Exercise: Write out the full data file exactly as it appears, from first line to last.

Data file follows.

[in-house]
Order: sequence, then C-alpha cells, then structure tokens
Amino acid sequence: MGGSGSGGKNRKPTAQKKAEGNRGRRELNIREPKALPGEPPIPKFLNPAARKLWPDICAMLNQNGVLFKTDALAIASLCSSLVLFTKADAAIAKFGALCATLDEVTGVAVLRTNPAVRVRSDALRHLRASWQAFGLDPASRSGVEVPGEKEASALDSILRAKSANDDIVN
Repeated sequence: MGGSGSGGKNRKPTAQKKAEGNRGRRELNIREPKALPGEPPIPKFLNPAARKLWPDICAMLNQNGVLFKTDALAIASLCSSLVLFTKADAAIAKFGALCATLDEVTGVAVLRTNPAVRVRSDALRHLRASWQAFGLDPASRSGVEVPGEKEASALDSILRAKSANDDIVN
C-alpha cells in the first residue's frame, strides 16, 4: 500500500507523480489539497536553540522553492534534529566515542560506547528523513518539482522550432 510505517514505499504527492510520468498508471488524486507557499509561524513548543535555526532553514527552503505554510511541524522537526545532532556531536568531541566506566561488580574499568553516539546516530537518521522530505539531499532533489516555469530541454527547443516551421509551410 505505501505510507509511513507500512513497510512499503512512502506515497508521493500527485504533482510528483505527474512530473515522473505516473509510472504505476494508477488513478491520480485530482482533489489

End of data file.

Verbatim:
[in-house]
Order: sequence, then C-alpha cells, then structure tokens
Amino acid sequence: MGGSGSGGKNRKPTAQKKAEGNRGRRELNIREPKALPGEPPIPKFLNPAARKLWPDICAMLNQNGVLFKTDALAIASLCSSLVLFTKADAAIAKFGALCATLDEVTGVAVLRTNPAVRVRSDALRHLRASWQAFGLDPASRSGVEVPGEKEASALDSILRAKSANDDIVN
Repeated sequence: MGGSGSGGKNRKPTAQKKAEGNRGRRELNIREPKALPGEPPIPKFLNPAARKLWPDICAMLNQNGVLFKTDALAIASLCSSLVLFTKADAAIAKFGALCATLDEVTGVAVLRTNPAVRVRSDALRHLRASWQAFGLDPASRSGVEVPGEKEASALDSILRAKSANDDIVN
C-alpha cells in the first residue's frame, strides 16, 4: 500500500507523480489539497536553540522553492534534529566515542560506547528523513518539482522550432 510505517514505499504527492510520468498508471488524486507557499509561524513548543535555526532553514527552503505554510511541524522537526545532532556531536568531541566506566561488580574499568553516539546516530537518521522530505539531499532533489516555469530541454527547443516551421509551410 505505501505510507509511513507500512513497510512499503512512502506515497508521493500527485504533482510528483505527474512530473515522473505516473509510472504505476494508477488513478491520480485530482482533489489